Jim Davis is editor of Scotsman Guide Residential Edition.
Reach him at (800) 297-6061 or email@example.com.
Managing director, Transformational Mortgage Solutions
By Jim Davis
Les Parker, currently managing
director of Transformational Mortgage Solutions, served previously
as senior vice president of industry
relations and consulting at LoanLogics,
a technology and services provider.
Parker has executive mortgage
banking experience in capital markets,
servicing, operations, production and
financial management. His educational
background covers music, religious
studies, mortgage banking, mathematics and business administration.
Since the late 1980s, he has published
a daily newsletter connecting global
macroeconomics to U. S. interest rate
movement. Sign up for his newsletter
Mortgage-company consolidations are gaining steam
By his estimate, long-time mortgage executive Les Parker pegs the number of businesses that offer residential
mortgages in the U. S. at about 6,000. Throw out the smaller credit unions and community banks, and that number is closer to 500. Within that core, there are about 100 companies that would be considered major players in
the mortgage industry.
Expect those numbers to all shrink in coming years, however, Parker said. The former LoanLogics senior vice
president and now managing director of management-consulting company Transformational Mortgage Solutions, predicted earlier this year that the number of mortgage-company consolidations would boom in 2018.
He’s seen nothing so far that has changed his opinion.
You predicted this would be the biggest year for mortgage company consolidations since 1994. Has it been
what you have expected?
Yes, but it has come from a little different angle than I expected. I expected to see a significant increase in the
range of interest rates, and, a fancier way to describe that, is an increase of volatility. We have seen some short-term bursts of expansion of volatility, but what has really hurt the mortgage industry is the slightly higher rate
environment and, in anticipation of that, really squeezed margins. We’ve seen less production, and with less
production, those who thought they were going to expand their footprint have not been able to.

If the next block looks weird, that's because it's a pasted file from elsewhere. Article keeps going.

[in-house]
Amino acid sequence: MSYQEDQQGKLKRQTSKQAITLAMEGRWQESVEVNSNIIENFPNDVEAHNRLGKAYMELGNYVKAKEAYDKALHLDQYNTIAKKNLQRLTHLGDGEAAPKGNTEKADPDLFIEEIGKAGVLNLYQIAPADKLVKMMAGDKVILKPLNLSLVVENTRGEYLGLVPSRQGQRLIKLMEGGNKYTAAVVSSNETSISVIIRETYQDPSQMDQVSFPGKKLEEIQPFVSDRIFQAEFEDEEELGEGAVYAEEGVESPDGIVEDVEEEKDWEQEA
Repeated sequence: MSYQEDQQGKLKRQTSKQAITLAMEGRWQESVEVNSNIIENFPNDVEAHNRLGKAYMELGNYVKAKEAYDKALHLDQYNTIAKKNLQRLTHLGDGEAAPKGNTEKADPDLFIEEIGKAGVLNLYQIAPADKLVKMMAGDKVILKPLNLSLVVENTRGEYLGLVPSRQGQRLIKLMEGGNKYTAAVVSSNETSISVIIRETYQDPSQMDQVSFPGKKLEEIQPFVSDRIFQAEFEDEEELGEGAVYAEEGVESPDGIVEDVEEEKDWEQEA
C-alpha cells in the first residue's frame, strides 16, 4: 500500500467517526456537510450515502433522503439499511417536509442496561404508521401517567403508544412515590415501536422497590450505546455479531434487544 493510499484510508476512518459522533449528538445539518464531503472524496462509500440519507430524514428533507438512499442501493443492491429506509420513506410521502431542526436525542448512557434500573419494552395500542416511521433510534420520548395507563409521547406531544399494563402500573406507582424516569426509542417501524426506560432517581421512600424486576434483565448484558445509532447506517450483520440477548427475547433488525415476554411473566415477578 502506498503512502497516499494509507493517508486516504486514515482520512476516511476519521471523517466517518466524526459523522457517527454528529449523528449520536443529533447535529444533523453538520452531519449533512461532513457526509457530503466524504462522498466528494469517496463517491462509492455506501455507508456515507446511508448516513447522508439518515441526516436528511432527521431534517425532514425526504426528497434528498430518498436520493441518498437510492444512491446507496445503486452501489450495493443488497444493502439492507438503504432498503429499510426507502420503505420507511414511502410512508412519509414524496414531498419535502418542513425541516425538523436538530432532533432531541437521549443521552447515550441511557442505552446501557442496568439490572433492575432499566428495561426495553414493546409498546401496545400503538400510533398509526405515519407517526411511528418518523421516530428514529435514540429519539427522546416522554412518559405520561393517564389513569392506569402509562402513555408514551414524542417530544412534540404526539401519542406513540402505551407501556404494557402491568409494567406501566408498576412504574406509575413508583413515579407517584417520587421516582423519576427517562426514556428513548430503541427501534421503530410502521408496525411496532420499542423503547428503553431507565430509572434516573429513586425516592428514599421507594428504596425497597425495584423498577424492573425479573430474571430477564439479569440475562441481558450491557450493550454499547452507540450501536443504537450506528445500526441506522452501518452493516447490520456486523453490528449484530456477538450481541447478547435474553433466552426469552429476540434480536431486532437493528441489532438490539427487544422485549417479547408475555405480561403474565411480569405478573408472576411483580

Why is that?
If you have 100 major participants in the marketplace, and they have capacity to handle a $2 trillion industry, and
the industry production is only $1.5 trillion, that’s off 25 percent. What do you do when you’re in business and
you’re competing against somebody else to get business? You end up shrinking margins. You’re trying to drop
prices. That’s what we’ve been seeing going on in the industry during 2017 and continuing into 2018.
Have you been surprised by any of the consolidations?
No. I knew there were some major players that were going to be entering the market and some major players exiting the market. For several years, there’s a been a trend toward the nonfinancial institutions, nonbank originators. They have really have been taking over the market. They were doing really well with their margins in 2015,
2016 and a little less in 2017. That made nonfinancials really think they could hang the moon. They thought they
would be able to expand their market share, but there wasn’t the commensurate total expansion of production. They created extra capacity, either through technology improvements or through adding bodies. … When
you’re not really seeing the numbers you expected, margins become smaller and that ends up leading to losses.
What pressures is that causing?
When you start seeing squeezes and losses, now you have to say who is going to acquire? How do you survive
if you’re losing money with each loan, or you’re not making enough money to really meet the returns of your
investors? Something has to give. What will give is you have to sell your company, or you have to sell your servicing. Or you say, “We’re just going to turn off the lights,” which also happened in California, where one major
originator and servicer just shut it all down, sold off everything.
Those pressures exist now in the industry everywhere. Who can come in and change the game? So, you have two
major players that can acquire, and it makes sense for them to acquire. That is nonfinancials that are well-capitalized
and that have scaled their compliance operations and back office. The other party is financial institutions. You could
have banks come into the game.
Any idea when it will end?
I’m not sure this time it’s going to be a cycle. The banking industry has had steady consolidation for decades.
For mortgage bankers, that’s not the case. It’s up and down, and there’s no real long-term pattern. I think we’re
getting ready to get into a long-term pattern for mortgage banking. I don’t know how steady it will be, but I
think it will be significant consolidation. I think the rapid consolidation will happen between now and 2021. The
reason I say that is I think most forecasters are predicting a recession in 2020 or 2021. … We are kind of headed
toward a slowdown and not just in the United States, but globally. If that happens, that just puts more pressure
on these independent mortgage brokers. n